What happens if you open your pub during lockdown?

By Nikkie Thatcher

- Last updated on GMT

Potential impact: The Morning Advertiser delves into the legal implications should pubs break lockdown rules, which could result in large fines
Potential impact: The Morning Advertiser delves into the legal implications should pubs break lockdown rules, which could result in large fines

Related tags: Legislation, Government, Local authorities, coronavirus

With a spate of pubs hitting the headlines for breaching coronavirus restrictions, The Morning Advertiser takes a look at the potential impact on licensees if they break lockdown rules.

Under the measures in place during the ongoing third national lockdown, pubs can be fined up to £10,000 for breaching regulations.

According to the Government, “the owner, proprietor or manager carrying out a business (or a person responsible for other premises) who fails to fulfil the obligations placed on them in law, without reasonable excuse, commits an offence”.

Under ‘businesses and venues which must close’, the Government website states: “Hospitality venues such as cafés, restaurants, pubs, bars and social clubs, with the exception of providing food and non-alcoholic drinks for takeaway (between 5am and until 11pm), click and collect and drive through.

“All food and drink (including alcohol) can continue to be provided by delivery.”

Fine potential

Further guidance says: “Hospitality venues providing food and drink for consumption off the premises are not permitted to allow customers to consume from any adjacent seating to the premises (with the exception of motorway service areas, airports, seaports and the international terminal at Folkestone, Kent).”

In England, environmental health and trading standards officers monitor compliance with the regulations, with police support if appropriate.

Pubs that breach the rules could be issued with a fixed penalty notice (fine), which starts at £1,000 for the first offence and can rise to £10,000 for repeat offences.

Operators could also be given a Coronavirus Improvement Notice. This will require a minimum of 48 hours for a business to introduce necessary measures. It is issued by local authorities when “a business is failing to fulfil a provision set out in the relevant coronavirus regulations. Its duration is at the discretion of the local authority enforcement officer.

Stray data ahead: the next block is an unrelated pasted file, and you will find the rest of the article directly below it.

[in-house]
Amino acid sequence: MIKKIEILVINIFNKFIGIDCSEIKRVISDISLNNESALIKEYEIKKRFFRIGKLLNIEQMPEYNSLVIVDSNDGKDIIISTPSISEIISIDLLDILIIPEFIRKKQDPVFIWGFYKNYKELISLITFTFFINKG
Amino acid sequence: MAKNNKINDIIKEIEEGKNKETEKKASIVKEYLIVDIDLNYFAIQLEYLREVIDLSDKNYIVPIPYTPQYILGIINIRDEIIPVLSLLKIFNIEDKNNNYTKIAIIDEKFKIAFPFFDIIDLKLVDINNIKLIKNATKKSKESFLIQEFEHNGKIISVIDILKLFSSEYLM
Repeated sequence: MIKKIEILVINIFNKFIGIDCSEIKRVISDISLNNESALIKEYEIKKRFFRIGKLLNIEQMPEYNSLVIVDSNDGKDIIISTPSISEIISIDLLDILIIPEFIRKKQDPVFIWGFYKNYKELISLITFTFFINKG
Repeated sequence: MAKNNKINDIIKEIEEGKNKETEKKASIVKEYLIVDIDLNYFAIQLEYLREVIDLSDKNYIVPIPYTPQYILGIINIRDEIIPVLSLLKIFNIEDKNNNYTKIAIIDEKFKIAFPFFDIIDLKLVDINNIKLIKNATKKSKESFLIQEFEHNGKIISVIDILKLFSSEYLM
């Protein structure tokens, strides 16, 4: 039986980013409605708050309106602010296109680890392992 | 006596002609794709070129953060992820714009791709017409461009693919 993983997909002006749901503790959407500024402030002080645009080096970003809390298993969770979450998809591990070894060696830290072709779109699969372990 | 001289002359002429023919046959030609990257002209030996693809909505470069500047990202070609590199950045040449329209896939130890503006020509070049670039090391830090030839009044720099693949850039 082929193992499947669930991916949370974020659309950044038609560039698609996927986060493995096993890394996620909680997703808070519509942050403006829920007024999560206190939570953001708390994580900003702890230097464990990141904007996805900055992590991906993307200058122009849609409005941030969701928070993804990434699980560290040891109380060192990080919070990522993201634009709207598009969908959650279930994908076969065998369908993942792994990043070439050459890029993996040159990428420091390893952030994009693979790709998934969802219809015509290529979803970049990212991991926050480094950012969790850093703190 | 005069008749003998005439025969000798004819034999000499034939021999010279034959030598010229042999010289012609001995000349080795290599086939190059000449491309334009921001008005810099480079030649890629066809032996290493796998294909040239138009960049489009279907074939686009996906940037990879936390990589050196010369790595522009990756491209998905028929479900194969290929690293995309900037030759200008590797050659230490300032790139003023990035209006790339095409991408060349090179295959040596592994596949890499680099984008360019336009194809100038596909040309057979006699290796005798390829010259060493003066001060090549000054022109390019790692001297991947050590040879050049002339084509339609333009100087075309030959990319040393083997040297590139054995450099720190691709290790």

An early review can be requested by the recipient of the notice if compliance early takes place. However, failure to comply by the end of the operational time could lead to a fine of up to £2,000.

Local authority power

Coronavirus Immediate Restriction Notices can also be issued when businesses have not complied with the terms of a Coronavirus Improvement Notice. It imposes the immediate closure or restriction of an activity within venues for 48 hours where rapid action is required.

Failure to comply with this increases the fine amount up to £4,000.

The next step is a Coronavirus Restriction Notice and Prohibition Notice which requires the closure or restriction of an activity for seven days.

The notices are part of additional powers for local authorities, which were recently extended​, in a bid to help maintain Covid-secure environments.

The Government states it is an offence, without reasonable excuse to fail to comply with a notice and may result in a fine or, where necessary, court proceedings with magistrates able to impose potentially unlimited fines.

While individuals can be issued with a fixed penalty notice, starting at £200 if they participate in illegal gatherings, the police can also take action against those holding or involved in the holding of an illegal gathering of more than 30 people, which includes issuing a fixed penalty notice of £10,000.

Related topics: Legislation

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